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Biochemistry of microparticles

Microparticles were in 1967 originally described as “platelet dust”. In the following years, it was shown that it was fragments of cell membranes, created by exocytosis. Apart from thrombocytes, also leukocytes, erythrocytes, vascular smooth muscle cells and endothelial cells are capable of forming microparticles. There are several situations that might lead to (an increased) microparticle production. Among these are apoptosis, mechanical stresses and activation processes. It is generally considered that the formation of microparticles is under the influence of a regulatory mechanism, but details thereof are still unclear. Microparticles are made up of a phospholipid double membrane. On the outside are negatively charged phospholipids, such as phosphatidylserine. The outer surface also contains traces of the particles’ origin: Those with a thrombocytic descent have e.g. fibrinogen receptor GP IIb/IIIa, and particles stemming from monocytes contain CD 14. The internal compositions are unknown.

By current knowledge, microparticles are considered involved in both physiological and patophysiological roles. They have an important effect on coagulation activation, angiogenesis, apoptosis and inflammation. In many disease states where an elevated coagulability is present, the concentration of circulating microparticles is apparently increased. Since microparticles are also found in atherosclerotic plaques they might also be of major significance for the formation and progression of arterial thromboses (e.g. myocardial infarction or stroke).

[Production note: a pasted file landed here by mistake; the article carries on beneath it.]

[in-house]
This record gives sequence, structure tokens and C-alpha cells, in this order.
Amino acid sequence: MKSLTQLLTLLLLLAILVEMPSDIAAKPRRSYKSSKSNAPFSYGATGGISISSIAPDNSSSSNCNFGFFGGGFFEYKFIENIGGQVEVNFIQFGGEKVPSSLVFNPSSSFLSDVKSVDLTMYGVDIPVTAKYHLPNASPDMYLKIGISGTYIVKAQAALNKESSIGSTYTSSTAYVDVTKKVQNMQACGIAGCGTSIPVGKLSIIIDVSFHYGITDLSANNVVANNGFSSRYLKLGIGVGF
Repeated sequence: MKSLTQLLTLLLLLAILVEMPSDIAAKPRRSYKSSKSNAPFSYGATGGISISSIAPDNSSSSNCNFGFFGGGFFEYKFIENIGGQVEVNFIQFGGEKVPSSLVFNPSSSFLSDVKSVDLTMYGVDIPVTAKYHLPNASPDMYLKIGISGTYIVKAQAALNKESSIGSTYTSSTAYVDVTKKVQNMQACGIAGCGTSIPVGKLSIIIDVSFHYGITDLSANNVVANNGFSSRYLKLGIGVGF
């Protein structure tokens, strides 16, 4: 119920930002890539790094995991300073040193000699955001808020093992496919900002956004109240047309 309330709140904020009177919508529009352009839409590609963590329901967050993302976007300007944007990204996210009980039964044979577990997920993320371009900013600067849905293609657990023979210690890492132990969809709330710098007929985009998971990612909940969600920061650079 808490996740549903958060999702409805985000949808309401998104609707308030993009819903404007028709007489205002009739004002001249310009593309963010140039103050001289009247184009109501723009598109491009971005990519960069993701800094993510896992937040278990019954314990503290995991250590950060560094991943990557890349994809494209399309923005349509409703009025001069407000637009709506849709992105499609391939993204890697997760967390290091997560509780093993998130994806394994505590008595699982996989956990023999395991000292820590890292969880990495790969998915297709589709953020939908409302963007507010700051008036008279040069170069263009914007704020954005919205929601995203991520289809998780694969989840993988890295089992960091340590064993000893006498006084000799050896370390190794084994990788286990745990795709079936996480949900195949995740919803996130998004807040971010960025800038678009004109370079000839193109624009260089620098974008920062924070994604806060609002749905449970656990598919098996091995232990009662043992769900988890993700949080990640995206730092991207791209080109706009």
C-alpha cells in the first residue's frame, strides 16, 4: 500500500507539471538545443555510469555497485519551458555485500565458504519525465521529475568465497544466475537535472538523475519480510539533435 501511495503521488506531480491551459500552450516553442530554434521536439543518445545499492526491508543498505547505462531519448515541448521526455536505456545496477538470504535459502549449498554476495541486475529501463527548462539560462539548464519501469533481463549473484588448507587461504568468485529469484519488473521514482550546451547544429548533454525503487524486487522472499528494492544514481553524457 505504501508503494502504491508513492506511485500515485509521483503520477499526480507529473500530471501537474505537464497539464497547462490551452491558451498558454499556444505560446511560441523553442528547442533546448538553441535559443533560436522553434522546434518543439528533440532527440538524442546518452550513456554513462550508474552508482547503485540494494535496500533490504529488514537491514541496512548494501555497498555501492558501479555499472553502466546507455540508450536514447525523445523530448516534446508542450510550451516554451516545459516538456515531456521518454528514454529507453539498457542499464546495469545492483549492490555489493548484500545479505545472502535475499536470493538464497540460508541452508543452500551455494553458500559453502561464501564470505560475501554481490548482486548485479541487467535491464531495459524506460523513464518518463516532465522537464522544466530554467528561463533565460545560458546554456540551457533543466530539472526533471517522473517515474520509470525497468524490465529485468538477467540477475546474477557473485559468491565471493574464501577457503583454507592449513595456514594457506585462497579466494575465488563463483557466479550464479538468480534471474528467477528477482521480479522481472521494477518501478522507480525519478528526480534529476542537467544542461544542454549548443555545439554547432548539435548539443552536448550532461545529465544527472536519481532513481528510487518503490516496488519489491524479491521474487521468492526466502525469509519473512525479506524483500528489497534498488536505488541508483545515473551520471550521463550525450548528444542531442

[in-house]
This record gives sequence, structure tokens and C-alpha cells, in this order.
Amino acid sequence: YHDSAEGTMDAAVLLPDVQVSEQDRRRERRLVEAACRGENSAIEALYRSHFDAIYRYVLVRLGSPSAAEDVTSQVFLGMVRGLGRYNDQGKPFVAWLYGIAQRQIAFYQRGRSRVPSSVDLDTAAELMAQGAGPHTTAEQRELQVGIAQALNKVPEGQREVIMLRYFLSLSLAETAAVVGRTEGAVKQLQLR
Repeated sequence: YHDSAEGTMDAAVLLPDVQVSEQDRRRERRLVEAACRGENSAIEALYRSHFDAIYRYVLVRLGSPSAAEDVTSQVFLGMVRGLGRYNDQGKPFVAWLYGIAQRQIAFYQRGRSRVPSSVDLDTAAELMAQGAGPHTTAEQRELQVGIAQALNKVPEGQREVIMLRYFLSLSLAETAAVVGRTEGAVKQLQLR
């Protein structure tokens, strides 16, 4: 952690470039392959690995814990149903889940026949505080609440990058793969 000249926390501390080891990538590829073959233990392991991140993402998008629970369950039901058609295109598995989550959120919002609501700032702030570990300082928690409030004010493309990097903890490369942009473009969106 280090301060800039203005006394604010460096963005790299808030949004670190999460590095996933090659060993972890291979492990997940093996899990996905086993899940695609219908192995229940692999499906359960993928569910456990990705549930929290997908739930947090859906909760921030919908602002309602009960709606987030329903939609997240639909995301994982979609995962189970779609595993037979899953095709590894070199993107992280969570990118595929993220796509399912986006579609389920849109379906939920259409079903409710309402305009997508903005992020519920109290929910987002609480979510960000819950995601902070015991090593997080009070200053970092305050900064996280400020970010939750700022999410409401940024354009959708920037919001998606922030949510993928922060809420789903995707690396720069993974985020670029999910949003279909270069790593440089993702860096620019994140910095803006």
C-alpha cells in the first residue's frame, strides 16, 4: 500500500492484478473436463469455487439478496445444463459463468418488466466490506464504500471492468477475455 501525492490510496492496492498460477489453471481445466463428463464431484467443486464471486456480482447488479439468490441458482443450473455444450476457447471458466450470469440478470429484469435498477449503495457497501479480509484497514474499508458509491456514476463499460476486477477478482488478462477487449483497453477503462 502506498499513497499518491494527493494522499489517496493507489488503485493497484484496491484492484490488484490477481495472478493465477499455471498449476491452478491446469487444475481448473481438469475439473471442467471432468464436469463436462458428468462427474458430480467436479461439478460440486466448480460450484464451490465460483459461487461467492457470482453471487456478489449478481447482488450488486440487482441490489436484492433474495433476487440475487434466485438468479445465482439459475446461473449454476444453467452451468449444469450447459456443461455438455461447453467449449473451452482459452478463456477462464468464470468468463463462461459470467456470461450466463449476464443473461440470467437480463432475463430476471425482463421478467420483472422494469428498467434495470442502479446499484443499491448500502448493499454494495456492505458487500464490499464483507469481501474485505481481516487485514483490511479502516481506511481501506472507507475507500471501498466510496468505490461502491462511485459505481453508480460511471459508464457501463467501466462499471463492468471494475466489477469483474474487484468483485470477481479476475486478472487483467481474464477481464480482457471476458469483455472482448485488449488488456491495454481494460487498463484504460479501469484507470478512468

Noticable is also that subjects with a bleeding tendency has a considerably lower blood level of circulating microparticles.

Clinical or Research use of Microparticles

  • Differential diagnosis for determining possible reasons for an increased / reduced coagulatory potential.

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